The Gambling Capital of the World Offers Much More than just Gaming
The Las Vegas Strip draws visitors from all over the world with its gambling, glitz and glamour. However, I wanted to see what lies beyond the slot machines and poker tables, since I’ve never been much of a gambler. The only payoff I’ve received from gambling is being able to indulge in a short-lived fantasy of philanthropy when I plunk down $2 on a large Powerball jackpot.
The Merriam-Webster Dictionary defines fantasy as “the free play of creative imagination,” and there’s plenty of that in Las Vegas’ hotels and entertainment. Creativity abounds in everything from Bellagio’s fountains to Cirque du Soleil’s eight shows. My husband, Jim, and I joined the throngs of tourists checking out the attractions on the Strip.
Our first stop was the Bellagio Hotel, which has three must-see, free attractions: the Fountains of Bellagio, Fiori di Como, and the Conservatory and Botanical Gardens. The 8-acre lake in front of the hotel features the Fountains of Bellagio, a dancing water extravaganza synchronized to music and light. Crowds gather to see one-song shows that take place every 30 minutes in the afternoon and early evening, and every 15 minutes from 7 p.m. to midnight. More than 1,200 nozzles are used, some shooting water blasts as high as 460 feet into the air. We were mesmerized as we watched streams of water sway and spray to Celine Dion’s “My Heart Will Go On.”
When the song ended, we followed our hearts to the Bellagio lobby. Our eyes were drawn to the extraordinary chandelier in the lobby created by world-renowned glass sculptor Dale Chihuly. Fiori di Como, which means “flowers of Como,” contains 2,000 hand-blown glass blossoms. The brilliantly colored sculpture, inspired by the flowers at Lake Como in Italy, fills a 70-by-30-by-12-foot ceiling coffer.
After snapping a few photos, just like all the other tourists, we entered the Conservatory and Botanical Gardens behind the lobby. Open year-round, it has five seasonal themes including the holidays, Chinese New Year, spring, summer and fall. Plants, flowers and trees are artfully arranged to complement the time of year. We were delighted by the Chinese New Year exhibit with six larger-than-life mannequins of children whose clothes were fashioned from 1,800 carnations, mums and roses, and an 18-foot-tall money tree symbolizing prosperity.
Next, we strolled down the Strip. At the Fashion Show Mall, we found Tix4Tonight, a half-price ticket booth. We had decided which shows and attractions we wanted to see, but didn’t have tickets yet. The discounted prices allowed us to stretch our entertainment dollars. Since we were able to get next-day tickets for Cirque du Soleil’s “Love,” we made plans accordingly. We also bought tickets for The CSI Experience, the Mob Museum and other attractions on our agenda.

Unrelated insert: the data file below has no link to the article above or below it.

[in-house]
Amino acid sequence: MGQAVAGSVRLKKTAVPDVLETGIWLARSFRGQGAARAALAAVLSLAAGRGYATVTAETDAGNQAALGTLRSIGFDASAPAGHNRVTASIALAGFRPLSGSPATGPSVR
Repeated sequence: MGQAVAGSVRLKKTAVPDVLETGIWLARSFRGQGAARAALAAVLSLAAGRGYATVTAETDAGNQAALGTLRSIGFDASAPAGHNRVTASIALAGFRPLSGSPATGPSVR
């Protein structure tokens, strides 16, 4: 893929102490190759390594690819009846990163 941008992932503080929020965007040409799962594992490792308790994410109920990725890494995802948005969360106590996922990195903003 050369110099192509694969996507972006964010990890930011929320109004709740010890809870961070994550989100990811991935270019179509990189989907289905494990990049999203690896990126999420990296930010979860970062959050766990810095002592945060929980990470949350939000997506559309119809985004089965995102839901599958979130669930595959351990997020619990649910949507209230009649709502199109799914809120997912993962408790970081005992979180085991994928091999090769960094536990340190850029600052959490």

Since CSI is one of our favorite TV shows, we decided to check out the CSI Experience at the MGM Grand. We got to play the role of crime scene investigators at this interactive attraction. Upon entering, we were assigned to investigate one of three murders. After inspecting the crime scene, we studied text messages, fingerprints, tire tracks, DNA, drugs and bugs in various lab stations. Our test results, and the medical examiner report, helped us narrow down the list of suspects. Just like on TV, we identified the killer in about an hour.
The highlight of our time in Las Vegas was seeing Cirque du Soleil’s “Love,” a celebration of the musical legacy of the Beatles. Just as in any Cirque du Soleil performance, there were talented gymnasts and dancers, colorful costumes and memorable characters. Seeing all this put to Beatles music left me gasping — literally — with awe. The graceful movement of the costumes in “Octopus’ Garden” made me feel like I really was “under the sea, in an octopus’ garden in the shade.” The theater at The Mirage Hotel was built specifically for this show, with speakers in every seat. Even though we bought our tickets the day before, we lucked out with sixth-row seats.
The next morning we were ready to enjoy the great outdoors. The Red Rock Canyon National Conservation Area is located 17 miles west of the Las Vegas Strip. It features a visitor center, a one-way 13-mile scenic drive and more than 30 miles of hiking trails. Discovery Plaza, an open-air exhibit at the Visitor Center, details how the elemental forces of earth, fire, air and water have shaped the landscape over 600 million years. We learned about this desert canyon’s geology and its early inhabitants, from dinosaurs to native people, explorers, ranchers and miners. Hoping to spot some of the fauna and flora described in the printed guide, we drove along the scenic road, stopping often at trailheads. While hiking, we saw red-tail hawks and cactus wrens, along with several other birds.
Two downtown attractions were on our to-do list: the Mob Museum and the Fremont Street Experience. The Mob Museum, the National Museum of Organized Crime and Law Enforcement, showcases the notorious battle between opposite sides of the law. It is located in a former federal courthouse, one of 14 in the nation that held Kefauver Committee hearings to expose organized crime in 1950-51. These hearings, televised live just as many Americans were buying their first TVs, made Tennessee Senator Estes Kefauver famous. The courtroom was restored to its original 1933 beauty as part of a $42 million construction project. The museum houses many one-of-a-kind artifacts, including the brick wall from the St. Valentine’s Day Massacre in Chicago, and interactive exhibits, such as the one that allowed us to listen to real FBI surveillance tapes on wiretapping equipment. These stories bring to life the roles of law enforcement and the Mob in Las Vegas and the world.